Qualifying to replace late Rep. Hill’s seat to run Nov. 18 to 20
by Joshua Sharpe
November 13, 2013 12:27 AM | 3131 views | 0 0 comments | 20 20 recommendations | email to a friend | print
Georgia Secretary of State Brian Kemp has set the qualifying period for the Jan. 7 special election to replace the late state Rep. Calvin Hill (R-Canton) in the District 22 House of Representatives seat.

Qualifying will run from Nov. 18 to 20 at the Secretary of State’s Office and will cost the candidates a $400 fee to go after the seat left vacant by Hill, who died after a fight with leukemia in late October, said Cody Whitlock, spokesman for Kemp.

So far, at least five district residents have said they plan to run for the seat covering parts of Cherokee, Forsyth and Fulton counties.

On Saturday, Meagan Biello, Nate Cochran, Jeff Duncan and Sam Moore spoke before the Cherokee County Republican Party and announced they would be running.

Another resident, Francis Parmar, said he would be running Sunday.

Biello is a Creekview High teacher and the daughter-in-law of former Cherokee County Commissioner J.J. Biello.

Cochran is an attorney in


Moore is a long-time Cherokee resident who says he is working to start a small business.

Duncan is the former Cherokee GOP chair and a recent addition to the Cherokee Resource Recovery Development


Parmar is a former accountant and resident Woodstock. He previously ran against Chip Rogers in 2008 for the District 21 seat in the state Senate.

With five candidates announcing so far and still time for more to jump into the field, some are foreseeing a possible runoff election if none of the candidates can pull in more than half the votes.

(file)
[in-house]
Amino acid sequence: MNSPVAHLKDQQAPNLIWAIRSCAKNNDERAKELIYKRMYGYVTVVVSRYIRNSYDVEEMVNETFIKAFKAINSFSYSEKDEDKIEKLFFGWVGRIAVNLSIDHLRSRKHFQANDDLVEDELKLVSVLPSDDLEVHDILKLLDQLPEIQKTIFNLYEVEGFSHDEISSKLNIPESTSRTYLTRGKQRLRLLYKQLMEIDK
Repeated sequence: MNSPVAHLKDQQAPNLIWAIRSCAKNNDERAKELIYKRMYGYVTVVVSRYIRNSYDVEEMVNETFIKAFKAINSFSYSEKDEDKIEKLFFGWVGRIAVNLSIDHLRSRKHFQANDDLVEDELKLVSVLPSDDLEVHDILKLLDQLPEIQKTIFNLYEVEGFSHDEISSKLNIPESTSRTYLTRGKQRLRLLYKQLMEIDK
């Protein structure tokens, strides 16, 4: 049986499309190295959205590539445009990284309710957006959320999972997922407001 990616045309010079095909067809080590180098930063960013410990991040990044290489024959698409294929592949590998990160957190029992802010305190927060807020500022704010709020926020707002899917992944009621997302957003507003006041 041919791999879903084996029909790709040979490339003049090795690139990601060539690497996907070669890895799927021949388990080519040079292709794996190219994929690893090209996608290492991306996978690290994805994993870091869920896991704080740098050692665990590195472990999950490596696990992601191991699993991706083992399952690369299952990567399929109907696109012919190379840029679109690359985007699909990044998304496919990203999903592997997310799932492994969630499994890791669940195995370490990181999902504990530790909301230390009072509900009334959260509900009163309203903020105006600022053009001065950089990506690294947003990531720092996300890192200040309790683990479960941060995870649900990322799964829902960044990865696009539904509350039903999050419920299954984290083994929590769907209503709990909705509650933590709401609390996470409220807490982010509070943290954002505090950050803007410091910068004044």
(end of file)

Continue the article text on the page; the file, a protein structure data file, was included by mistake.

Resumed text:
Cherokee County’s elections supervisor Janet Munda said Tuesday a runoff was “more than likely.”

“Anytime there are more than two candidates, you plan for that possibility,” Munda said.

On Saturday, when there were just four candidates in the field, Cherokee GOP Chair Rick Davies said he could “almost guarantee” a runoff.

Davies said Tuesday five candidates would make the chances even stronger.

“With additional candidates joining the race,” Davies said, “the likelihood for a runoff increases and would, with more than four candidates, most certainly result in a runoff election.”

If the need for a runoff does come up, it would be Feb. 4, Whitlock said.

The election will be non-partisan, Whitlock added, though the party affiliations, if any, of the candidates will be listed on the ballot.

Qualifying will be at the Secretary of State’s Office in Atlanta on Nov. 18 from 9 a.m. to 5 p.m., Nov. 19 from 8 a.m. to 5 p.m. and on Nov. 20 from 8 a.m. until noon.

Voters must be registered to vote by Dec. 9 to participate in the Jan. 7 special election, Whitlock said.

Comments-icon Post a Comment
No Comments Yet
*We welcome your comments on the stories and issues of the day and seek to provide a forum for the community to voice opinions. All comments are subject to moderator approval before being made visible on the website but are not edited. The use of profanity, obscene and vulgar language, hate speech, and racial slurs is strictly prohibited. Advertisements, promotions, spam, and links to outside websites will also be rejected. Please read our terms of service for full guides